The fact that the New Covenant would enable personal knowledge of God through the Spirit is spoken about by John in 1 Jn. 2.20: and the anointing you have from the Holy [One], and [results in] you all know [the Holy One] (my rendering). Raymond Brown pointed to this verse as fulfilling the “knowing” aspect of the New Covenant.

Prophecy of City of Jerusalem and Temple Destruction in Daniel

At Stephen’s time the Jerusalem Temple was still standing with the Christians (who were all Jews) meeting in Solomon’s Colonnade (Acts 5.12). They were also attending The Temple at the hours of prayer (Acts 3.1). Even God-fearing Gentiles used the times of the Temple’s daily sacrifices for prayer (Acts 10.3). God even sent an angel to Cornelius at this time to inaugurate the inclusion of the Gentiles into the New Covenant according to Isaiah 42.1-6 (and other places).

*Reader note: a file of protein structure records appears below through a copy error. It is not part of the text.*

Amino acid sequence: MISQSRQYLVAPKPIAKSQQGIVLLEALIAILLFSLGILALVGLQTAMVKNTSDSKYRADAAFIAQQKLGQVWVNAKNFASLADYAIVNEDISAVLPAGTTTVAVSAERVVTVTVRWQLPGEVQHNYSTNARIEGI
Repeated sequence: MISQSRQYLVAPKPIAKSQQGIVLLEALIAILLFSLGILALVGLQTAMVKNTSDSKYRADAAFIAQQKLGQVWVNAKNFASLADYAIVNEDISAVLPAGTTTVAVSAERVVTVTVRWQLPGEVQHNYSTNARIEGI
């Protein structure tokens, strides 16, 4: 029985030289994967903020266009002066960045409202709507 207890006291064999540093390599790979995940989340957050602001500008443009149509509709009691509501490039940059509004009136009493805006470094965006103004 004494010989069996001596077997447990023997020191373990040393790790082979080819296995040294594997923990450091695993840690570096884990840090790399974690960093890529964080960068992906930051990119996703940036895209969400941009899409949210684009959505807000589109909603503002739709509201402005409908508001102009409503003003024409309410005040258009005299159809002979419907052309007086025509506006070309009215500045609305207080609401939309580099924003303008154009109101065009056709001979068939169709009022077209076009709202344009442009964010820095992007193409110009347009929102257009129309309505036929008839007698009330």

Hence, it can be observed that the time period between Pentecost and The Temple’s destruction was transitional until the church had evolved to grasp this reality of Gentile inclusion. Undoubtedly, this is what Jesus referred to in John 16.12: I have much more to say to you, more than you can now bear (NIV). Jesus’ ministry was almost exclusively to Israelites to whom the Law and promises were given. However, His sacrifice was for humanity, all the sons of Adam. The promise to Abraham was: and all peoples on earth will be blessed through you (Gen. 12.3b NIV).